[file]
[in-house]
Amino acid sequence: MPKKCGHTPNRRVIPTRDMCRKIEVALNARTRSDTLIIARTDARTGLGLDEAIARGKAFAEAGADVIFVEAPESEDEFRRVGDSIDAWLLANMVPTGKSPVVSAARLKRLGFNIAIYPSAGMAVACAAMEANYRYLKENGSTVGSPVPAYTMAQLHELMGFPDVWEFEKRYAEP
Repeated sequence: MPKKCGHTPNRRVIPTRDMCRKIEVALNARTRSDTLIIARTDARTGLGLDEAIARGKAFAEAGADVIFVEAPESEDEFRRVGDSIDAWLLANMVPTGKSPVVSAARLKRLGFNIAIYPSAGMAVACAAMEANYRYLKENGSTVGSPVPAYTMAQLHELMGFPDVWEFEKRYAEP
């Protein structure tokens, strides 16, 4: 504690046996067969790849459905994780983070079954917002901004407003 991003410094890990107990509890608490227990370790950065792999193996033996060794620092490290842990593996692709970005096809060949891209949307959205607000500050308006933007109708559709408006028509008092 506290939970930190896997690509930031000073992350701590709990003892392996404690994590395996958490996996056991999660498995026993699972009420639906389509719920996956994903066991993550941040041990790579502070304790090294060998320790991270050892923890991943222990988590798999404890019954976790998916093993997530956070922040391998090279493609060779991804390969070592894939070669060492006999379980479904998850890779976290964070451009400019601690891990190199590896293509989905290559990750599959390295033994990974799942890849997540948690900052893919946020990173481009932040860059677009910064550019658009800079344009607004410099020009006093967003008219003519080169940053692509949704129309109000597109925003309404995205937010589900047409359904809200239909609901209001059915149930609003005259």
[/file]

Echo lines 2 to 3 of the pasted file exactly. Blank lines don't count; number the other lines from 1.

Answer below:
Amino acid sequence: MPKKCGHTPNRRVIPTRDMCRKIEVALNARTRSDTLIIARTDARTGLGLDEAIARGKAFAEAGADVIFVEAPESEDEFRRVGDSIDAWLLANMVPTGKSPVVSAARLKRLGFNIAIYPSAGMAVACAAMEANYRYLKENGSTVGSPVPAYTMAQLHELMGFPDVWEFEKRYAEP
Repeated sequence: MPKKCGHTPNRRVIPTRDMCRKIEVALNARTRSDTLIIARTDARTGLGLDEAIARGKAFAEAGADVIFVEAPESEDEFRRVGDSIDAWLLANMVPTGKSPVVSAARLKRLGFNIAIYPSAGMAVACAAMEANYRYLKENGSTVGSPVPAYTMAQLHELMGFPDVWEFEKRYAEP